Tia Birthday- Are the Thais like the Hobbits ? :)


Farang is the word used for Thais to refer to Westerners. Farang is a fruit, it is guava. In case you do not know what guava is, I took a picture of one right here.


It is a gift from Tia. Tia works in the kitchen and still remembers I adore guava. In Brazil guava is “goiaba”, and at least in the state I was born in (Sao Paulo) when we say someone is a “goiaba” it means the person is silly, dumb 🙂 Here I was told they call Westerners Farang because they are white like a white unripe Guava. I take my guava in the kitchen and smile. They still know I love it, they knew since I broke my foot here almost two years ago.


That day I had been working at Mut Mee for 3 months. I knew the ladies of the kitchen because I spent lots of time with them, not fully understanding them, owing to the fact that their English is 100 times better than my barely inexistent Thai. We sat together, we had meals, we laughed. Tia was always very reserved. And it was only when I broke my foot that I found out how much she cared for me.


You must know that today, the 16th of August is Tia’s birthday. She is 43 today, she has been working here since she was 24. Almost 2 decades. It takes a while at Mut Mee to understand why Tia is reserved, because, like everything that is in a border, things here are transient. So Tia has seen probably dozens of managers who work and go, and thousands of travellers. Like a person from the landlocked State of Minas Gerais in Brazil, she is always reserved and wary but once she opens up to you, you know it is so profound. As I told before, it took me ages to understand the ladies of the kitchen. And by that I mean it took me ages to understand I did not need to fully understand what they say and do to understand something more profound.



It took me months to understand that when they laughed at me it was an invitation to their life. And I took the invitation, and when I broke my foot, Tia came to me and told me she would take care of me, bathe me, make food, anything I needed I should call them. And I cried for the following week the end of a journey that still had valid tickets, unused, to Burma and India. I cried and mourned that I was not going to see Vietnam and not return to India. And that I was being kicked out from Thailand by my broken foot.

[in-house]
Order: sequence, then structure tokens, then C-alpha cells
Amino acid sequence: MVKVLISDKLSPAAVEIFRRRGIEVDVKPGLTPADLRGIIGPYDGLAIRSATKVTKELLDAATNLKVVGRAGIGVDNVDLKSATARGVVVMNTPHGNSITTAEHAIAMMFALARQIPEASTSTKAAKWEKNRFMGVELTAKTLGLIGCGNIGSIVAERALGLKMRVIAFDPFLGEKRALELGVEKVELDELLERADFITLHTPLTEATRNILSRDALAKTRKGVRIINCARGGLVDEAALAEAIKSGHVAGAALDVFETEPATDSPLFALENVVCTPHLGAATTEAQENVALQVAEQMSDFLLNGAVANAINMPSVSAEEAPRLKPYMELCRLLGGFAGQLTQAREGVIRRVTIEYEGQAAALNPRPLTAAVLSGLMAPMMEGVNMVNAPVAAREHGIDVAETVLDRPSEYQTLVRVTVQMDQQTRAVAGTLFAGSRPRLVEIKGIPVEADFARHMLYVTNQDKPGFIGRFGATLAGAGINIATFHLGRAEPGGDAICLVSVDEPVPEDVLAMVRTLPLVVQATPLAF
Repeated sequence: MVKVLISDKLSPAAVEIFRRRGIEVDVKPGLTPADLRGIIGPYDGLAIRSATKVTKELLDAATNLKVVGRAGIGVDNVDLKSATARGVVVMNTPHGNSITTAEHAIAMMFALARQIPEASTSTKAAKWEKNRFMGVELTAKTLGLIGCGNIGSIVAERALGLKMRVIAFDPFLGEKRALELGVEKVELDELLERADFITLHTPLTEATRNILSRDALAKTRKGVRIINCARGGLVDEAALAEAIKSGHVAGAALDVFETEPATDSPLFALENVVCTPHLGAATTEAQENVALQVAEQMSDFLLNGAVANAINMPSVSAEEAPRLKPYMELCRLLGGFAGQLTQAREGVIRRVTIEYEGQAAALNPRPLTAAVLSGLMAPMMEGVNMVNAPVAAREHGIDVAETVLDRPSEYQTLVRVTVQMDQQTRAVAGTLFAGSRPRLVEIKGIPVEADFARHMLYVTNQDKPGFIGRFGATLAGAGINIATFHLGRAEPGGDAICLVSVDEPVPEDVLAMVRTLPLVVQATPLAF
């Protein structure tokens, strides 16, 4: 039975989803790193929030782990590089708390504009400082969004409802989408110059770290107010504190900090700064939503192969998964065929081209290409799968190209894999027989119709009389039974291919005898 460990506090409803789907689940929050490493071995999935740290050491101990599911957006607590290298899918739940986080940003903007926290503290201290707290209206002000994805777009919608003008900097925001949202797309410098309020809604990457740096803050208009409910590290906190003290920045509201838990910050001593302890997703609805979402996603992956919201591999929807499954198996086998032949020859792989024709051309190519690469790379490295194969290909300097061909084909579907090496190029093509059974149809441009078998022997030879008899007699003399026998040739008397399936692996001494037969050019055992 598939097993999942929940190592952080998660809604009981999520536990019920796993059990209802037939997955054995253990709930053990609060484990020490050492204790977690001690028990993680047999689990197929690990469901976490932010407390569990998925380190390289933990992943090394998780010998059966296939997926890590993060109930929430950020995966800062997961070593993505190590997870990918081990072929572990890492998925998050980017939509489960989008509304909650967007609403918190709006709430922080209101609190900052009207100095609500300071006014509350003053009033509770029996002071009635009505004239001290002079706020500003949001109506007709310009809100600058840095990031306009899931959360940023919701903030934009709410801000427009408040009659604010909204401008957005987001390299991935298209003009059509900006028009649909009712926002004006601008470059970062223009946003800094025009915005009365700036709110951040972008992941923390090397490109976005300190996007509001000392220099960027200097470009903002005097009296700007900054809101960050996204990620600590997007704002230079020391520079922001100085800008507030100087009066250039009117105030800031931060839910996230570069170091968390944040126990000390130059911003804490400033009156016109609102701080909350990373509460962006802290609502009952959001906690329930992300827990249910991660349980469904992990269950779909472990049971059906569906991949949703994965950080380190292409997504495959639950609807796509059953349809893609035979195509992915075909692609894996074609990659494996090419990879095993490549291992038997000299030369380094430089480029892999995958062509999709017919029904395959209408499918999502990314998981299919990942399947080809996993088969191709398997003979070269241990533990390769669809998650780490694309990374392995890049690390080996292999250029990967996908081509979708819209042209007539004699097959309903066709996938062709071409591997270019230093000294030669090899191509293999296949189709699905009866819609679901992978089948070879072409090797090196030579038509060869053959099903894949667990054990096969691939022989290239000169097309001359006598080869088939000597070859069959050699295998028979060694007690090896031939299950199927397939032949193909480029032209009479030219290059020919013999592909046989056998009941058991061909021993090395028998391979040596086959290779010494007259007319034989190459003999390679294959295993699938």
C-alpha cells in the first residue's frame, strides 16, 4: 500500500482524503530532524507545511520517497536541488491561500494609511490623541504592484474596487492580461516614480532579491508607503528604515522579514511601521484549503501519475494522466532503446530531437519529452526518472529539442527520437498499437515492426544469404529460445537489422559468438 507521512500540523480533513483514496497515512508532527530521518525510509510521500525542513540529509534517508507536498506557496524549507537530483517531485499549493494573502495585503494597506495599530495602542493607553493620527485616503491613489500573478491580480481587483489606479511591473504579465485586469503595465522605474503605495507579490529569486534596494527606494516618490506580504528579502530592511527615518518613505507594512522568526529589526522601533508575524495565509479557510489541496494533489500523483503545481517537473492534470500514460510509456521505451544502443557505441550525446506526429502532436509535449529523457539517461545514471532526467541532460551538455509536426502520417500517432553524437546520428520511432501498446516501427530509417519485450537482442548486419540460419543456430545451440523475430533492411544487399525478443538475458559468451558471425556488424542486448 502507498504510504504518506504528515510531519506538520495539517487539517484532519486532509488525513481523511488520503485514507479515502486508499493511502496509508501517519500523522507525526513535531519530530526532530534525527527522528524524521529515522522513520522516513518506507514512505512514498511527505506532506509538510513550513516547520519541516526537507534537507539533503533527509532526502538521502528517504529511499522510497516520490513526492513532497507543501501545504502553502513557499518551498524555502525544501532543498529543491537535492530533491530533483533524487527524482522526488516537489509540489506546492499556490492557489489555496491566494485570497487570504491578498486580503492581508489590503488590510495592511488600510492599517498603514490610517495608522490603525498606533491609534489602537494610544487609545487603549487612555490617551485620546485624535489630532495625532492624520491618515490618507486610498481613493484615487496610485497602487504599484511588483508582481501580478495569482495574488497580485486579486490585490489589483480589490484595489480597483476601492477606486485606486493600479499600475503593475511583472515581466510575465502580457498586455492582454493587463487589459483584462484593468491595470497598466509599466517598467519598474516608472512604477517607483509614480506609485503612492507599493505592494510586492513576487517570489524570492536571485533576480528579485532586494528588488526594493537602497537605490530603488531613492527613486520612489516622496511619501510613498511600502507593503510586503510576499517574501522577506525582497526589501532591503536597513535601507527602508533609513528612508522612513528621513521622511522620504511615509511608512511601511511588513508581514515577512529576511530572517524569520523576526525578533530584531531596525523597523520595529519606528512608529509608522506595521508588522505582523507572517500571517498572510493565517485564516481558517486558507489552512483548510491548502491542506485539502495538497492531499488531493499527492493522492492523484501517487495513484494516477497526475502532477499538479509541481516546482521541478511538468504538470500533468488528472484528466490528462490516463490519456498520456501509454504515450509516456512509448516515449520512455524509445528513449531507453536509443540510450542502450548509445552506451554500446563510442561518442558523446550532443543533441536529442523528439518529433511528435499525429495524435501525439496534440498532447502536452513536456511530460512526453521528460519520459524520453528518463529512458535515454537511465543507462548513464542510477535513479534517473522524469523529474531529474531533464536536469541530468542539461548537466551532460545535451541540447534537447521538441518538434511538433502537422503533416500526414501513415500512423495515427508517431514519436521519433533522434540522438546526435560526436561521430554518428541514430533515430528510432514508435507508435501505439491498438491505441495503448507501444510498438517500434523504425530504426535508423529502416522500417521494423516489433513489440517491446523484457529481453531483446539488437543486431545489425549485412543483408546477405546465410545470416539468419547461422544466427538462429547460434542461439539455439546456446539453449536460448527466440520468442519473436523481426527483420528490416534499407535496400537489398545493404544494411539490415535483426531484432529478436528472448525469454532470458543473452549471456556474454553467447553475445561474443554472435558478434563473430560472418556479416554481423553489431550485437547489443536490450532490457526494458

I was taken care here like a real child in total need. My friend Michal took a 18-hour-long bus drive to see me; Joana, whom I recently visited in her home in Portugal, offered to return to Thailand from Laos to take me to the airport. How could I do that whole journey alone with a bag and broken foot? And at the time, all these pleas to help arrived when Nick from England had already offered to fly with me to Bkk.


So, on the final day, a week later, when my passport was returned to me, I left this place crying, sobbing, and they brought me guavas to eat in the journey. Pook brought me her handmade bag, which was worth her monthly salary. She had made it for me. When I went out and even Sam, the village homeless, came to bid farewell, I looked at all these people walking me to my car, and the Mekong, the sun was beautiful there, and I remember that as I looked, I thought that I cared less for the Mekong, and more for the people. Tia was there, she had tears in her eyes when she hugged me. I remember Tia there in the pavillion saying goodbye forever.


Today then it is Tia’s birthday, something she told me yesterday when I sat with them to  show the beautiful pictures I had taken of us. I had taken pictures with Tia, Joy, Yong, Noy, Mun, Pook, Gaew… always laughing. I sat and showed them where I come from. And then Tia asked me why I had not been back sooner.